Let’s up the stakes for this contest by giving two questions instead of one unlike what we have done for previous contests. This contest will focus on the workings of the Border Gateway Protocol (BGP). The first question deals with how to tweak the default behavior of BGP to suit our needs. The second question presents a troubleshooting scenario which involves BGP.

Question 1: eBGP peering with Loopback interfaces

In the diagram below, an eBGP peering relationship should exist between R1 and R2 using their loopback interfaces.

Contest #3 Q1

The configuration on the routers as shown below does not work. There are at least two ways to get the eBGP peering relationship to form. Provide these solutions.

hostname R1
!
interface FastEthernet0/0
  ip address 10.1.1.1 255.255.255.0
interface Loopback0
  ip address 1.1.1.1 255.255.255.255
!
router bgp 1
  neighbor 2.2.2.2 remote-as 2
  neighbor 2.2.2.2 update-source lo0
!
ip route 2.2.2.2 255.255.255.255 10.1.1.2
hostname R2
!
interface FastEthernet0/0
  ip address 10.1.1.2 255.255.255.0
interface Loopback0
  ip address 2.2.2.2 255.255.255.255
!
router bgp 2
  neighbor 1.1.1.1 remote-as 1
  neighbor 1.1.1.1 update-source lo0
!
ip route 1.1.1.1 255.255.255.255 10.1.1.1

 

Question 2: Remotely Triggered Black Hole (RTBH)

Recent attacks against the web server (10.0.0.100) on the organization’s network shown below have prompted the network administrator to configure RTBH. The attacks come in from the Extranet interface to which the LAN network (10.0.0.0/24) is visible (i.e. no NAT). However, the administrator has not been able to determine the source of the attacks and so she has concluded that it is better to enable destination-based RTBH. R1 is the Edge router while R2 will serve as the trigger.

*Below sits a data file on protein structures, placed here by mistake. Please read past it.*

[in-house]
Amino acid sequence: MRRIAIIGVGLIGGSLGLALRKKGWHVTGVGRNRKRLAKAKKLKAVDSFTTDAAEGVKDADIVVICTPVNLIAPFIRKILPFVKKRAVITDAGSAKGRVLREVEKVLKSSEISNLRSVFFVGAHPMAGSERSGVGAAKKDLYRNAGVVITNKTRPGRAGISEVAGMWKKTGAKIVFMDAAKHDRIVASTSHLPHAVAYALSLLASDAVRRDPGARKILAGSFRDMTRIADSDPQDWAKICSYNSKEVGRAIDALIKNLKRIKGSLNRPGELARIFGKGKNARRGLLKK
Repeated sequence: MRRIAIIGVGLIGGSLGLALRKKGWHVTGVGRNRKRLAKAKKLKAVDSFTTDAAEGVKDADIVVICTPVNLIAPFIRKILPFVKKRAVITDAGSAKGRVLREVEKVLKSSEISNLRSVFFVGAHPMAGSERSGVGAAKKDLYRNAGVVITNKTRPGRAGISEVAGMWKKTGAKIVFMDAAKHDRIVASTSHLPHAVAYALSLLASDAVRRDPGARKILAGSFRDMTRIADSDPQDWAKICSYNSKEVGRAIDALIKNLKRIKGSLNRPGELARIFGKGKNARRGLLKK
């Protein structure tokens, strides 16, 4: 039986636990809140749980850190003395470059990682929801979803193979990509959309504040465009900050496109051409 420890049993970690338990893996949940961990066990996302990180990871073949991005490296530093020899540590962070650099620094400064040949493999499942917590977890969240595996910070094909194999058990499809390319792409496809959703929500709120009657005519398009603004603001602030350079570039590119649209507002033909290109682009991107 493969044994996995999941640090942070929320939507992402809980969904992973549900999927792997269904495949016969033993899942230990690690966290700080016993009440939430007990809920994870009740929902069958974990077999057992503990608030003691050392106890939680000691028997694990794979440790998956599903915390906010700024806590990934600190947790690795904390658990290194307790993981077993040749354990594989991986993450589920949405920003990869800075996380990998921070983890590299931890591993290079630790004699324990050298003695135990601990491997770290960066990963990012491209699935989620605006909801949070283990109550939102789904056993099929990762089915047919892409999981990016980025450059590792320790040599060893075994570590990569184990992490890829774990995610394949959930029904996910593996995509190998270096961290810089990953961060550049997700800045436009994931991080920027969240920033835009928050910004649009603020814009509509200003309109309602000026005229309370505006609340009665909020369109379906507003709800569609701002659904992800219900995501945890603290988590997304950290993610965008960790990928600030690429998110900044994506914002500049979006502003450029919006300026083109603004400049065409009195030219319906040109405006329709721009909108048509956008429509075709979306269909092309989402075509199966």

Contest #3 Q2

The configuration on R1 is as follows:

interface Ethernet0/0
  description ***Extranet Interface***
  ip address 172.16.1.1 255.255.255.0
interface Ethernet0/1
  description ***Connected to LAN***
  ip address 10.0.0.1 255.255.255.0
interface Ethernet0/2
  description ***Connected to Trigger***
  ip address 192.168.99.1 255.255.255.0
!
ip bgp-community new-format
ip community-list 1 permit 99:1
!
route-map RTBH permit 10
  match community 1
  set ip next-hop 192.0.2.1
!
router bgp 1
  neighbor 192.168.99.2 remote-as 1
  neighbor 192.168.99.2 route-map RTBH in
!

The configuration on R2 is as follows:

interface Ethernet0/0
  ip address 192.168.99.2 255.255.255.0
!
ip bgp-community new-format
!
route-map RTBH permit 10
  match tag 99
  set community 999:1 no-export
!
router bgp 1
  redistribute static route-map RTBH
  neighbor 192.168.99.1 remote-as 1

Some days after she added this configuration, she noticed another DoS attack occuring against the web server and entered the following command to put the RTBH to work:

 ip route 10.0.0.100 255.255.255.255 null0 tag 99

To her dismay, the attack did not stop. There are three configuration errors in her RTBH configuration; spot them and fix them.

The winner of this contest has the following prize options:

  • N3,000 sent to a Nigerian bank account